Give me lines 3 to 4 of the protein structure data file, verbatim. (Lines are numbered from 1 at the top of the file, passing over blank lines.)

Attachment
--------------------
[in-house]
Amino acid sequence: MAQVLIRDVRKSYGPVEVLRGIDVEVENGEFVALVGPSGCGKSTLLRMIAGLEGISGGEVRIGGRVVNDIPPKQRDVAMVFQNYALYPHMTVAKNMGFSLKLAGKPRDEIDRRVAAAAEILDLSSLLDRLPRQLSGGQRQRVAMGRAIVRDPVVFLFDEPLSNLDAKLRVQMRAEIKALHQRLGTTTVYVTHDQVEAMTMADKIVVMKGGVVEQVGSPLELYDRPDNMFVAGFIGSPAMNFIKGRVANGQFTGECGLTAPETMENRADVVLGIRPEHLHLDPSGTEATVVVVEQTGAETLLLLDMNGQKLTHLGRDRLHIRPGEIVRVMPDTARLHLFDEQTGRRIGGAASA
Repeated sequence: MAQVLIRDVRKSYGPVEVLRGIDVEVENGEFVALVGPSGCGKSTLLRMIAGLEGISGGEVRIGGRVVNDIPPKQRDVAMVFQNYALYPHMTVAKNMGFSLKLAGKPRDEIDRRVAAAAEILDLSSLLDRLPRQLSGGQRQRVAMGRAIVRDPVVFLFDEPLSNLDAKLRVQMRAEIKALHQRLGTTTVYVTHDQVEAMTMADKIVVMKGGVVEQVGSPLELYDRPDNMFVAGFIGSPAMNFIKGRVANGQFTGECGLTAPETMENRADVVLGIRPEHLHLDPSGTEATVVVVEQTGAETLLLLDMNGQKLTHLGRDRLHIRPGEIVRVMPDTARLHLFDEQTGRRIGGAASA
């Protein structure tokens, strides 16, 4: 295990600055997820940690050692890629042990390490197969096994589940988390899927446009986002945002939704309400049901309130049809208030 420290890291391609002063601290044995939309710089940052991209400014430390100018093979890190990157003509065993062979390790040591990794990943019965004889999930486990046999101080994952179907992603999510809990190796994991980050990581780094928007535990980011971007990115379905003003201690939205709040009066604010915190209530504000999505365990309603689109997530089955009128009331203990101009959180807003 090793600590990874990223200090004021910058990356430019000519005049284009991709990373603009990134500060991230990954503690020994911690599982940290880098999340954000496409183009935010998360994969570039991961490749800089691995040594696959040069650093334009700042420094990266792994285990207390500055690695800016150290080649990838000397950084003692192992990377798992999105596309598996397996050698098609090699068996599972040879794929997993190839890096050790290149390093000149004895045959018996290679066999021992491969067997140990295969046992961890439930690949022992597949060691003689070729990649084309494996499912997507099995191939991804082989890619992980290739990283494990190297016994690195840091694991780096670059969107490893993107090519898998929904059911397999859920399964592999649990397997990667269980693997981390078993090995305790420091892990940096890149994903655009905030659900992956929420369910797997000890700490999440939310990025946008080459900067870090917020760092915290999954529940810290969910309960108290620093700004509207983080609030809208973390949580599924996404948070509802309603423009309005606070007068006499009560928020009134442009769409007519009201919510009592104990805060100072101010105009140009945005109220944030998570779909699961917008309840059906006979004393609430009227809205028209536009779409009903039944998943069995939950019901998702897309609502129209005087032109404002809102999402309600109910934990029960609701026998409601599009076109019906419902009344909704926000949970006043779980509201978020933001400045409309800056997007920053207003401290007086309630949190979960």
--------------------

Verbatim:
Repeated sequence: MAQVLIRDVRKSYGPVEVLRGIDVEVENGEFVALVGPSGCGKSTLLRMIAGLEGISGGEVRIGGRVVNDIPPKQRDVAMVFQNYALYPHMTVAKNMGFSLKLAGKPRDEIDRRVAAAAEILDLSSLLDRLPRQLSGGQRQRVAMGRAIVRDPVVFLFDEPLSNLDAKLRVQMRAEIKALHQRLGTTTVYVTHDQVEAMTMADKIVVMKGGVVEQVGSPLELYDRPDNMFVAGFIGSPAMNFIKGRVANGQFTGECGLTAPETMENRADVVLGIRPEHLHLDPSGTEATVVVVEQTGAETLLLLDMNGQKLTHLGRDRLHIRPGEIVRVMPDTARLHLFDEQTGRRIGGAASA
């Protein structure tokens, strides 16, 4: 295990600055997820940690050692890629042990390490197969096994589940988390899927446009986002945002939704309400049901309130049809208030 420290890291391609002063601290044995939309710089940052991209400014430390100018093979890190990157003509065993062979390790040591990794990943019965004889999930486990046999101080994952179907992603999510809990190796994991980050990581780094928007535990980011971007990115379905003003201690939205709040009066604010915190209530504000999505365990309603689109997530089955009128009331203990101009959180807003 090793600590990874990223200090004021910058990356430019000519005049284009991709990373603009990134500060991230990954503690020994911690599982940290880098999340954000496409183009935010998360994969570039991961490749800089691995040594696959040069650093334009700042420094990266792994285990207390500055690695800016150290080649990838000397950084003692192992990377798992999105596309598996397996050698098609090699068996599972040879794929997993190839890096050790290149390093000149004895045959018996290679066999021992491969067997140990295969046992961890439930690949022992597949060691003689070729990649084309494996499912997507099995191939991804082989890619992980290739990283494990190297016994690195840091694991780096670059969107490893993107090519898998929904059911397999859920399964592999649990397997990667269980693997981390078993090995305790420091892990940096890149994903655009905030659900992956929420369910797997000890700490999440939310990025946008080459900067870090917020760092915290999954529940810290969910309960108290620093700004509207983080609030809208973390949580599924996404948070509802309603423009309005606070007068006499009560928020009134442009769409007519009201919510009592104990805060100072101010105009140009945005109220944030998570779909699961917008309840059906006979004393609430009227809205028209536009779409009903039944998943069995939950019901998702897309609502129209005087032109404002809102999402309600109910934990029960609701026998409601599009076109019906419902009344909704926000949970006043779980509201978020933001400045409309800056997007920053207003401290007086309630949190979960």